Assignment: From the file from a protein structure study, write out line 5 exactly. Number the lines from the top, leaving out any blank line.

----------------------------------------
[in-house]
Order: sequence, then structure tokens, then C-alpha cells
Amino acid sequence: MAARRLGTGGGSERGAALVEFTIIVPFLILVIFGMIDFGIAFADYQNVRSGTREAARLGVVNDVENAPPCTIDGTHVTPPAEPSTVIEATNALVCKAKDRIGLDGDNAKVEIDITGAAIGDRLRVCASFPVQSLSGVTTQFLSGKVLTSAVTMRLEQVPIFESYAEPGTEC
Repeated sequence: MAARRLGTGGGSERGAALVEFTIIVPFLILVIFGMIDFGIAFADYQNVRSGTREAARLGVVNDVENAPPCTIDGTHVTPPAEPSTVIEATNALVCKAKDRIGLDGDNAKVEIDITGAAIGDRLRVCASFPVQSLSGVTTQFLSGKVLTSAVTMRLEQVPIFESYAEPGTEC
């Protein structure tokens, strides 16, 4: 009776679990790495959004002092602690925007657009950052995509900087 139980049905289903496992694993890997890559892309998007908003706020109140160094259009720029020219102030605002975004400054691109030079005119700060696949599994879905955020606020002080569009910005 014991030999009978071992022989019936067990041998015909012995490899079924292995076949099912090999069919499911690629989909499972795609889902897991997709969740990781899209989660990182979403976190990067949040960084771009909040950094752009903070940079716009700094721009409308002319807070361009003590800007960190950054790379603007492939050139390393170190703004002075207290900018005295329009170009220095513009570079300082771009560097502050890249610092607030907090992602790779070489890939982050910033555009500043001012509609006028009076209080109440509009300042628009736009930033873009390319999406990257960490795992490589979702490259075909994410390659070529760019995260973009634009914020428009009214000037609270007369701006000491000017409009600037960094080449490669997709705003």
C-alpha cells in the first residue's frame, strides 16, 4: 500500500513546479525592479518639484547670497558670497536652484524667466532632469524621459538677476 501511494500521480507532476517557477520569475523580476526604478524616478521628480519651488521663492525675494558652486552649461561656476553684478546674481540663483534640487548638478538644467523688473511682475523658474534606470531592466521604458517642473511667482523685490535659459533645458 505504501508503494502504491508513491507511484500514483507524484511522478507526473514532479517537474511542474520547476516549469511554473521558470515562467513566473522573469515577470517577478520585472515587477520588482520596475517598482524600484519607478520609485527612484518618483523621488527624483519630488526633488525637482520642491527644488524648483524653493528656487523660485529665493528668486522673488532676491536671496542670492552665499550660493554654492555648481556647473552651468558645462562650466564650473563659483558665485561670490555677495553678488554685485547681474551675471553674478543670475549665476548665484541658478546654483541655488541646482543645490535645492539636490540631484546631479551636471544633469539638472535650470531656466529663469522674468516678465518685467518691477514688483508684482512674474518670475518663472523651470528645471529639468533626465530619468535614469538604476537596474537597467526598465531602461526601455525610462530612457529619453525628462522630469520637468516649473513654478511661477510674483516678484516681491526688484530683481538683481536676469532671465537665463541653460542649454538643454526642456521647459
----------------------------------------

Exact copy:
């Protein structure tokens, strides 16, 4: 009776679990790495959004002092602690925007657009950052995509900087 139980049905289903496992694993890997890559892309998007908003706020109140160094259009720029020219102030605002975004400054691109030079005119700060696949599994879905955020606020002080569009910005 014991030999009978071992022989019936067990041998015909012995490899079924292995076949099912090999069919499911690629989909499972795609889902897991997709969740990781899209989660990182979403976190990067949040960084771009909040950094752009903070940079716009700094721009409308002319807070361009003590800007960190950054790379603007492939050139390393170190703004002075207290900018005295329009170009220095513009570079300082771009560097502050890249610092607030907090992602790779070489890939982050910033555009500043001012509609006028009076209080109440509009300042628009736009930033873009390319999406990257960490795992490589979702490259075909994410390659070529760019995260973009634009914020428009009214000037609270007369701006000491000017409009600037960094080449490669997709705003």